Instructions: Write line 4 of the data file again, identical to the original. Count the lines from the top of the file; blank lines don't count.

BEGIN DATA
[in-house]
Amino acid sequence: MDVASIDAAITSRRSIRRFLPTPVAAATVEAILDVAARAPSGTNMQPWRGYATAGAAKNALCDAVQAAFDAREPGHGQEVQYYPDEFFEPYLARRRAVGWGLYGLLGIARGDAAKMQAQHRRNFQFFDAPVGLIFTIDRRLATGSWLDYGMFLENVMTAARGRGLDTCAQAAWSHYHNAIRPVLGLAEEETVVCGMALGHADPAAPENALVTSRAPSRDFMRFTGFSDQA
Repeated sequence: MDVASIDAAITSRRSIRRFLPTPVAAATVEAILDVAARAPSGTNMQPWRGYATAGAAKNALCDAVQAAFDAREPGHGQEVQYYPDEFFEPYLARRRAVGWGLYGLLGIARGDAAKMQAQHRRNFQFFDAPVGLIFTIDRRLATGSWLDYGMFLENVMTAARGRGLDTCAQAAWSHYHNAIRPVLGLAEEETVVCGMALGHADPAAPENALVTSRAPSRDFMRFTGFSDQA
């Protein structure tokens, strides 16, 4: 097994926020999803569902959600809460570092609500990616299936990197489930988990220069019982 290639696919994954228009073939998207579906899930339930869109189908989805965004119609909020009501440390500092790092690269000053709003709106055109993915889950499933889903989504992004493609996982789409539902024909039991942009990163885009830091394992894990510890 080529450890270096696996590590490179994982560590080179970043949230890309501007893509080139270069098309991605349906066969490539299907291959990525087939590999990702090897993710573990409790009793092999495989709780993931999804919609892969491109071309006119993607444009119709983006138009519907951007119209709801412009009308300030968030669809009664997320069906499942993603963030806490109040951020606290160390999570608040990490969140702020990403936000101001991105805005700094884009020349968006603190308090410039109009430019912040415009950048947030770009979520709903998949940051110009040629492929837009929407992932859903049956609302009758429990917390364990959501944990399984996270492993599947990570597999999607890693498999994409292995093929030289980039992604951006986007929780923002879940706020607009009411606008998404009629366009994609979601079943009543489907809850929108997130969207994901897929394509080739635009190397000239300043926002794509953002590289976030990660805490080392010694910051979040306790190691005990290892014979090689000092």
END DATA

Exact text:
């Protein structure tokens, strides 16, 4: 097994926020999803569902959600809460570092609500990616299936990197489930988990220069019982 290639696919994954228009073939998207579906899930339930869109189908989805965004119609909020009501440390500092790092690269000053709003709106055109993915889950499933889903989504992004493609996982789409539902024909039991942009990163885009830091394992894990510890 080529450890270096696996590590490179994982560590080179970043949230890309501007893509080139270069098309991605349906066969490539299907291959990525087939590999990702090897993710573990409790009793092999495989709780993931999804919609892969491109071309006119993607444009119709983006138009519907951007119209709801412009009308300030968030669809009664997320069906499942993603963030806490109040951020606290160390999570608040990490969140702020990403936000101001991105805005700094884009020349968006603190308090410039109009430019912040415009950048947030770009979520709903998949940051110009040629492929837009929407992932859903049956609302009758429990917390364990959501944990399984996270492993599947990570597999999607890693498999994409292995093929030289980039992604951006986007929780923002879940706020607009009411606008998404009629366009994609979601079943009543489907809850929108997130969207994901897929394509080739635009190397000239300043926002794509953002590289976030990660805490080392010694910051979040306790190691005990290892014979090689000092």